SAIPAN (CN) – A beach dress “suspected” of being a maternity skirt put a young Chinese schoolteacher into handcuffs and a 22-hour detention, repeated body searches and assaults from Border Patrol agents, she claims in court.
Yu Min Zhao sued the United States of America on Monday in Northern Mariana Island Federal Court, for the treatment she received when she arrived as a tourist at Saipan International Airport.
U.S. Customs and Border Protection agents suspected she was a “birth tourist,” Yu says. Birth tourists, according to the Border Patrol, arrive in the United States while pregnant, planning to give birth here, making their child a U.S. citizen, and paving the way for themselves.
The Department of Homeland Security, which oversees Customs and the Border Patrol, says there is no specific law against the alleged practice, but that admission to the United States or its territories is allowed or refused at the discretion of the admitting officer.
Yu, a 33-year-old teacher, says she flew to Saipan for a week-long vacation with her husband, “as a much needed break from their stressful middle-class jobs in China.”
Much to their surprise, “After being denied entry, plaintiff was handcuffed and placed in detention room equipped only with a metal bench for approximately twenty-two (22) hours where she was denied access to communication with anyone, including her husband,” Yu says in the complaint.
She says federal agents asked her repeatedly if she was pregnant, told her “I don’t believe you” when she denied it, eventually handcuffed her, stuck her in solitary confinement for a day and told her she has no rights, let alone the right to speak to an attorney, because of her alien status. Yu says she could neither eat nor sleep during the 22-hour ordeal that began on arrival on Oct. 18, 2013.
The Border Patrol let her husband in, though, under The Guam-CNMI Visa Waiver Program , which allows passport holders from participating countries to travel to Guam and Saipan without a visa. Hong Kong and Taiwan are two of the 12 eligible countries.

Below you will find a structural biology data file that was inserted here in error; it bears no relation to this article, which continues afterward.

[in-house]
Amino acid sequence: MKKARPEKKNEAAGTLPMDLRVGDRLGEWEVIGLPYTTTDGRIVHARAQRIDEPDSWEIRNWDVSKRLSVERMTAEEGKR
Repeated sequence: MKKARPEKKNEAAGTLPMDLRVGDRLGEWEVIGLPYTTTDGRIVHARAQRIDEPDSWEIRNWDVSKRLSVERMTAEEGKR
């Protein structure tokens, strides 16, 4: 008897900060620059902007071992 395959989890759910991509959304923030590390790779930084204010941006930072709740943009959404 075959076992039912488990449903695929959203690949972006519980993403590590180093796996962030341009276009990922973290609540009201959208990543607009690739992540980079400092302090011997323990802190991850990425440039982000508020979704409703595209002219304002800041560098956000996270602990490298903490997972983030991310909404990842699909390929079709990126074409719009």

Yu claims the Border Patrol officers alerted on her beach dress.
“Is this dress for pregnancy wearing?” one officer asked.
Yu said it was a beach dress, to wear over her bathing suit.
But a border guard placed held the dress up to Yu and weighed the size difference.
“It’s a maternity skirt,” the officer said. “Are you two months pregnant or three months pregnant?”
Yu told her again that she was not pregnant.
Then came the denial of entry, handcuffs, more harassment and the locked room.
Yu says officers repeatedly told her to sign a “voluntary departure” in English, which they did not explain in Chinese.
Each and every time she refused, the officers threatened to arrest and deport her husband, she says.
Nearly ill with frustration, Yu screamed for help whenever someone would open the door, which annoyed her captors. To punish her for her perceived lack of cooperation, Yu says, the officers tackled her, shoved her face-first against a wall, twisted her hands behind her back and slammed her head against a wall, until she agreed to sign the form.
The Northern Mariana Islands, a 4-hour flight from China, is viewed as a safe birthing hub for Chinese couples who want U.S. citizenship for their newborn.
Saipan International Airport receives about nine charter flights a week from Beijing, Guangzhou and Shanghai.
According to the Center for Immigration Studies, more than one-third of the islands’ births in 2012 were to Chinese women. The anti-immigrant CIS is a spinoff from an equally anti-immigrant group, the Federation for American Immigration Reform.
The CIS claims the births among tourists caused concern among island politicians and the Commonwealth Healthcare agency.
Citing the spike in births to Chinese tourists in 2012, Northern Mariana Governor Eloy Inos said the Guam-CNMI visa-waiver program is for tourism, not for having babies.
Inos and the commonwealth’s non-voting U.S. Representative Gregorio Kilili Camacho Sablan requested the assistance from the U.S. Department of Homeland Security in 2013.
Yu seeks damages for assault and battery, false arrest and imprisonment, intentional infliction of emotional distress, and attorney’s fees.
She is represented by Samuel Mok in Saipan.
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